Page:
If one is to dive into the vast world of Hindi horror films, the Ramsay Brothers are the starting gate. Directors Tulsi and Shyam Ramsay were progeny in a family steeped in the low-budget demimonde of Bombay filmmaking. For years the Ramsays had filled Indian grindhouses and traveling rural road shows with “brownspolitation” fare, chockfull of mobsters, diamond smugglers, dope pushers, cabaret dancing femme fatales and decadent rock n’ rolling Westerners, all set to hard funk soundtracks. The Ramsays created an original and peerless stylistic vision, combining elements of atmospheric gothic horror (often set in ancient temples) with Indian social and religious customs—hey, if Christ on the cross won’t make the vampire run and hide, maybe the OM symbol or Lord Shiva’s trident will! Yes, there are song and dance sequences and much of the music is pretty great, especially soundtracks by India’s “disco king” Bappi Lahiri. Yes, there are usually “comedic” interludes, often featuring the eye-popping antics of Jagdeep, whom many westerners just won’t get. As with Hong Kong and other Asian films, comedy can be extremely, shall we say, localized, and these segments make good “time outs” to get up and stretch one’s legs. Even with these incongruous elements, the films are far from shoddy, especially in terms of direction, photography, editing, etc, and move along at an engrossing pace.
One doesn’t have to book a flight on Air India in order to find this stuff anymore. The magnificent folks at Mondo Macabro recently offered up Volume 1 of The Bollywood Horror Collection, available from local purveyors as well as at numerous online dealerships. The DVD presents two of the Ramsay Brothers’ top titles, Bandh Darwaza [Closed Door] and Purana Mandir [The Old Temple], along with numerous extras. Both films feature the very tall and equally creepy Ajay Agarwal in the monster role, whose towering presence sets the tone for each film. Agarwal seems like a sort of bastard combination of The Addams Family’s Lurch, Bond villain Jaws, and The 3 Stooges’ Shemp, but he’s frightfully eerie with a powerful sexual charisma, not to mention a particularly malevolent howl. While each film draws inspiration from Hollywood fare such as Evil Dead and Friday The 13th, (including some unfortunate 80s wardrobes), they are uniquely all their own, with five thousand years of Indian culture and Hindu mythology to draw upon.
My favorite online source is the Ebay store Weird and Beautiful [http://stores.ebay.com/Weird-and-Beautiful], where Kolkata-based owner “In the Year 2525” provides a large selection of horror titles, along with Indian erotica and artful fare from Bengali director Satyajit Ray. Weird and Beautiful provides reasonable prices on hard-to-find VCD’s, along with quick and inexpensive registered shipping. (I’ve never had a bad experience with this dealer and recommend him highly). There is also Webmall India [http://www.webmallindia.com], which lists films by category, making shopping easy. Not every title is always in stock, but they have good communication and the product is great.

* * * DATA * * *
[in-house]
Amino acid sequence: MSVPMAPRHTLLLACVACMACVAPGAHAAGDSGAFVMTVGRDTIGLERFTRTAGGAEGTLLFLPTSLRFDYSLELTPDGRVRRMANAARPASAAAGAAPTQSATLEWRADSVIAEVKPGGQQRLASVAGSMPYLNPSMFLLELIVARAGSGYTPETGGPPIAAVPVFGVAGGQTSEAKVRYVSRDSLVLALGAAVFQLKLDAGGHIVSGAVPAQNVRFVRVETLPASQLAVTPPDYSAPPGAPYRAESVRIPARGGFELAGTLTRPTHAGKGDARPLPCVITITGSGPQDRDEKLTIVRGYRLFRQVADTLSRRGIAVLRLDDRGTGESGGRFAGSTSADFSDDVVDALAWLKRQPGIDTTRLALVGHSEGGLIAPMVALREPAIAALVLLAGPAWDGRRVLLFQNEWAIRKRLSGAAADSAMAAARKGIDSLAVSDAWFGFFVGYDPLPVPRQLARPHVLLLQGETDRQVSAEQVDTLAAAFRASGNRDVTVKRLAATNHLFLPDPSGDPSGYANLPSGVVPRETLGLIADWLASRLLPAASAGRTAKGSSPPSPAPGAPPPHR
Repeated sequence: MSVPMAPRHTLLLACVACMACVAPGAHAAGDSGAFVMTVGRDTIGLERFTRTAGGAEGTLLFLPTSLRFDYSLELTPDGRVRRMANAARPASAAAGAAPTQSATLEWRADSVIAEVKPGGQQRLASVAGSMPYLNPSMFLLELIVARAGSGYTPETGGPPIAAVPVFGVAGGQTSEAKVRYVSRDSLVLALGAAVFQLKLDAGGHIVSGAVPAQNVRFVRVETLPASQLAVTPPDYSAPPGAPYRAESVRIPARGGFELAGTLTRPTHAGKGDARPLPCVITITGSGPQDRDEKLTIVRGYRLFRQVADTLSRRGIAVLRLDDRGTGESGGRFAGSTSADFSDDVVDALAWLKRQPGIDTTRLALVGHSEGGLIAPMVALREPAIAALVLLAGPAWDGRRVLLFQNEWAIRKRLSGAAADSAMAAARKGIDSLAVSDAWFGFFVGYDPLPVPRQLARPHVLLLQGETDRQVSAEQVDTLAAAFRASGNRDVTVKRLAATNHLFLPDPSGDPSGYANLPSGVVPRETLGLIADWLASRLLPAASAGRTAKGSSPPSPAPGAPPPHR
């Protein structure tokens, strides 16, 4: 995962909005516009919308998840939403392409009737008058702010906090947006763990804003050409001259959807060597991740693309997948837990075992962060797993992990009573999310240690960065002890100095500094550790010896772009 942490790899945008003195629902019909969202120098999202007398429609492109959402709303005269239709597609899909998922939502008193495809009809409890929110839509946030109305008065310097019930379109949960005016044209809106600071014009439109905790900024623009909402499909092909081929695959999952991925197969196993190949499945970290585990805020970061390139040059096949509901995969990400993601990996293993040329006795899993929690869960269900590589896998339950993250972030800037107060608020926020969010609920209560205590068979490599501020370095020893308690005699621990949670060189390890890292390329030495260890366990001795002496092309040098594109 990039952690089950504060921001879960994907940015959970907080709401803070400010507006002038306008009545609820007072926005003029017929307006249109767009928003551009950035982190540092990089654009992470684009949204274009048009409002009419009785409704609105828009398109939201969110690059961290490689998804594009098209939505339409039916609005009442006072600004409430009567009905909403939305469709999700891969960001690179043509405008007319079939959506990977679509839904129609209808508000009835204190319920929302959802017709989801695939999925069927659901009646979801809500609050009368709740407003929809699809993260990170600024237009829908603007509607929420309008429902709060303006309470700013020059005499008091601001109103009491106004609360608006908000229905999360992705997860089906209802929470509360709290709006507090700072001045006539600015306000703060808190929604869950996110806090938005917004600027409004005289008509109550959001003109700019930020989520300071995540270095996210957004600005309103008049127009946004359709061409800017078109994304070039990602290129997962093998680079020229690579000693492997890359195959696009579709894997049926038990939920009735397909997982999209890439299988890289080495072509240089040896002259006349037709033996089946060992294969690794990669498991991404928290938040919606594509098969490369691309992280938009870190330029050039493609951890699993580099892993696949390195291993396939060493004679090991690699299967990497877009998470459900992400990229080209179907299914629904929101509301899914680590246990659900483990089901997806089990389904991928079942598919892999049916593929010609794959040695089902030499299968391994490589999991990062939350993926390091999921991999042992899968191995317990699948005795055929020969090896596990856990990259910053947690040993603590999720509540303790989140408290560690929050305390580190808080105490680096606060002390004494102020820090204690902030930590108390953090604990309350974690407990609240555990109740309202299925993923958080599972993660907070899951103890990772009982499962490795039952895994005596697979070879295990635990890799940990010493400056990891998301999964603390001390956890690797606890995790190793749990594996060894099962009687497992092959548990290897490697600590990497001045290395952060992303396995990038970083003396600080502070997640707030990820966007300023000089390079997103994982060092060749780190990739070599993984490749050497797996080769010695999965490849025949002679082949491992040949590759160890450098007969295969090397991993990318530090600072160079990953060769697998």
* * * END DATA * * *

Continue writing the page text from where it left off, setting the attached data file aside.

Sure, watching these films in the VCD format takes some effort and imagination (or perhaps some Hindi-speaking friends!), as there are no subtitles available in the MPEG-1 format. Just because you may not get the nuances of the plot doesn’t mean you can’t relish the visual (and musical) highlights of these singular films. The discs will work on any DVD player, and there’s readily available shareware for watching discs on a computer. Recommended titles include Kabrastan, Kafan (where Lord Shiva’s demon-destroying blasts are scratched right onto the film itself!), Saamri, Verrana, Khooni Mahal, Khooni Murdaa, Dak Bangla, Darwaza and the astounding monster-in-the-disco classic Wohi Bhayaanak Raat.
A great source for info on offbeat Bollywood/Lollywood cinema is film scholar/fanatic Omar Khan’s “The Hot Spot Online” [http://www.thehotspotonline.com], which features reproductions of hand painted South Asian movie posters, reviews, opinions, and so much more. Khan appears in two of the Mondo Macabro featurettes, and he’s now made his first foray intodirecting. On July 3rd, the New York Asian Film Festival will be presenting Khan’s Zibakhana, aka Hell’s Ground, which was produced by Pete Tombs and Andy Starke. You can check out the, uh, gory details at http://www.subwaycinema.com/frames/nyaff07_hellsground.htm.
DJ Brother Cleve is known as one of the pioneers of the international lounge scene.